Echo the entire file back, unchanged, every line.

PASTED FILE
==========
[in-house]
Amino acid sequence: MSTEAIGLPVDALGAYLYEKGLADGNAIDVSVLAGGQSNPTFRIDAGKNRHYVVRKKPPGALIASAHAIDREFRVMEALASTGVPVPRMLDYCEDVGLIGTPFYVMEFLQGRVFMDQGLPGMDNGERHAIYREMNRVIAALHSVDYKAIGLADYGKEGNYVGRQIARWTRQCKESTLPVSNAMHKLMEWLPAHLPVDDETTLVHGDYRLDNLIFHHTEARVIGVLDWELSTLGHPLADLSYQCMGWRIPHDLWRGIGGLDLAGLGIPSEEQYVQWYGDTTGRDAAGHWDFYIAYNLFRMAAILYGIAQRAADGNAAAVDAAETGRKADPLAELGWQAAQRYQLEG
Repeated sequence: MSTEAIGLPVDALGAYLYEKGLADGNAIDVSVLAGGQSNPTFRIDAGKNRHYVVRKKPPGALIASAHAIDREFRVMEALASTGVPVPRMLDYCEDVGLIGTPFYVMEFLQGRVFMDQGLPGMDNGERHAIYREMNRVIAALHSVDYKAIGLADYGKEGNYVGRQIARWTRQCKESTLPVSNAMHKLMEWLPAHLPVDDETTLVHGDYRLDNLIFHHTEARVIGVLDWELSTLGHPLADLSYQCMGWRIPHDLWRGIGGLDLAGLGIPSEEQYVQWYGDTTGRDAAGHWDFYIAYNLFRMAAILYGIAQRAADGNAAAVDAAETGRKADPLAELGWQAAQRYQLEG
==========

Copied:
[in-house]
Amino acid sequence: MSTEAIGLPVDALGAYLYEKGLADGNAIDVSVLAGGQSNPTFRIDAGKNRHYVVRKKPPGALIASAHAIDREFRVMEALASTGVPVPRMLDYCEDVGLIGTPFYVMEFLQGRVFMDQGLPGMDNGERHAIYREMNRVIAALHSVDYKAIGLADYGKEGNYVGRQIARWTRQCKESTLPVSNAMHKLMEWLPAHLPVDDETTLVHGDYRLDNLIFHHTEARVIGVLDWELSTLGHPLADLSYQCMGWRIPHDLWRGIGGLDLAGLGIPSEEQYVQWYGDTTGRDAAGHWDFYIAYNLFRMAAILYGIAQRAADGNAAAVDAAETGRKADPLAELGWQAAQRYQLEG
Repeated sequence: MSTEAIGLPVDALGAYLYEKGLADGNAIDVSVLAGGQSNPTFRIDAGKNRHYVVRKKPPGALIASAHAIDREFRVMEALASTGVPVPRMLDYCEDVGLIGTPFYVMEFLQGRVFMDQGLPGMDNGERHAIYREMNRVIAALHSVDYKAIGLADYGKEGNYVGRQIARWTRQCKESTLPVSNAMHKLMEWLPAHLPVDDETTLVHGDYRLDNLIFHHTEARVIGVLDWELSTLGHPLADLSYQCMGWRIPHDLWRGIGGLDLAGLGIPSEEQYVQWYGDTTGRDAAGHWDFYIAYNLFRMAAILYGIAQRAADGNAAAVDAAETGRKADPLAELGWQAAQRYQLEG